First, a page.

A major discord in the Catholic Church today is the role of women in the Church. It seems that while the rest of the world is diligently working towards equalizing all differences between men and women, the Church is also struggling to blend old traditions with new trends and beliefs. For the most part the Church has kept pace with the secular world's view's on women's rights and roles, however there remains one issue in which the Church has not wavered and that issue is the ordination of women. Why isn't the church willing to compromise its standards? Because to do so would require that the Church re-write the very scriptures on which it is founded. Women have played vital roles in the development and progression of Catholicism by means of education, missionaries, and various other liaisons positions. Many of the doctrine of the Church interrupt the exclusion of women from priesthood as a necessity of women's safety. Exposing women to the same work environment and hazards that men are exposed to would compromise the humanitarian efforts set forth by the Church.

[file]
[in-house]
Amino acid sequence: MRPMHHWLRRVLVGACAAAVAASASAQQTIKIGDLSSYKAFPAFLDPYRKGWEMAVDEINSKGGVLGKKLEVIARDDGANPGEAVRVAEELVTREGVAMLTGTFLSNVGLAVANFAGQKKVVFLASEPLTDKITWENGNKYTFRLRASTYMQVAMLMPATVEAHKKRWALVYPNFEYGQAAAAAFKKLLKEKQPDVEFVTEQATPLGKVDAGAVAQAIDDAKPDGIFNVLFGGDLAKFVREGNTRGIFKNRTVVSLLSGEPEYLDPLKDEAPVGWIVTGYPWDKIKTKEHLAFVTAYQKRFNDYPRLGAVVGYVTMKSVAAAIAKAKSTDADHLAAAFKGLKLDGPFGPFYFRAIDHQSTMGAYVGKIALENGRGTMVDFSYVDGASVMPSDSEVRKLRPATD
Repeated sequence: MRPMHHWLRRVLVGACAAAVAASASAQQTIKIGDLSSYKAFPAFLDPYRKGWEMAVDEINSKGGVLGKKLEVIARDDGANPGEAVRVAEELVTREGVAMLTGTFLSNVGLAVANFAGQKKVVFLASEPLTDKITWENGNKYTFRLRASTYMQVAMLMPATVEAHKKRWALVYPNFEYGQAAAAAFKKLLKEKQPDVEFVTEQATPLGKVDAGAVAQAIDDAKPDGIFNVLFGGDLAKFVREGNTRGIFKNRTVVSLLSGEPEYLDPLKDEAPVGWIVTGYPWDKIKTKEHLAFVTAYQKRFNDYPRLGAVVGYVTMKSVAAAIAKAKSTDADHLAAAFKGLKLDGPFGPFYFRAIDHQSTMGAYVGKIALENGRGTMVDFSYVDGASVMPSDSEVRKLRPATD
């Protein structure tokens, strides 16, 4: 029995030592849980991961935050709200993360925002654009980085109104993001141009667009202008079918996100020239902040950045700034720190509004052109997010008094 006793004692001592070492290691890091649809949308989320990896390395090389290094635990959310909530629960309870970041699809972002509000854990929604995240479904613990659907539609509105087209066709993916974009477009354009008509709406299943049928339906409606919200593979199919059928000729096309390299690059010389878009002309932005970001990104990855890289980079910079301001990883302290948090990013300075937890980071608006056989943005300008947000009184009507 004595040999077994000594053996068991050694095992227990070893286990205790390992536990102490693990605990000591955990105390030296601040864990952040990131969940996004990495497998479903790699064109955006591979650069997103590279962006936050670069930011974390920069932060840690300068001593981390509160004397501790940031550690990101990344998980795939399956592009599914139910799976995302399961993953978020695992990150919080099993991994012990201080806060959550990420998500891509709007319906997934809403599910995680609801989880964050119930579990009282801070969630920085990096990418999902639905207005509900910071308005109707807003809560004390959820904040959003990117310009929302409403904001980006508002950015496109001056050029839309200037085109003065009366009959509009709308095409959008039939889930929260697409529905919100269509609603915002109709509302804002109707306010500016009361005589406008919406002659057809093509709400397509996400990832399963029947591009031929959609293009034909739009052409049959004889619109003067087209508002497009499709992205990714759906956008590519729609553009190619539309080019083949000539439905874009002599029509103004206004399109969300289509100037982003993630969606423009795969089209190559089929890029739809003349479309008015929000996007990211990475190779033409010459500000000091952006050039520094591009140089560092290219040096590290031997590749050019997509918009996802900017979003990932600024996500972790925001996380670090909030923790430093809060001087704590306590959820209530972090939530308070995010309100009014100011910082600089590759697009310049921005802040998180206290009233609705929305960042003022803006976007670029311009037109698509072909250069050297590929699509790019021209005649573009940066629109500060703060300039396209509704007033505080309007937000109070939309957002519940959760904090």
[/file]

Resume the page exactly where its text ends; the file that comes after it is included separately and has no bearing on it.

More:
Probably the most common opposing view or support for the ordination of women is that there is no solid evidence that Jesus believed women were inferior to men. Any noted discrimination can be attributed to the social norms of the times in which Christ lived. In his itinerant ministry Jesus was accompanied not only by the Twelve disciples but also by a group of women; Mary, Joanna, Susanna and several others who provided for him out of their own resources. Another argument for the ordination of women is that traditionally there is no evidence that Christ excluded women from the Church. In fact Christ's call has gone out to all women everywhere whether they are Mary or Martha, to give of themselves and their talents for the service of the Church. And finally, one can argue for the ordinations of women based on the fact that the Catholic Church is basing many of its beliefs and doctrines on ancient laws and tradition, which are not relevant to today's laws and social standards.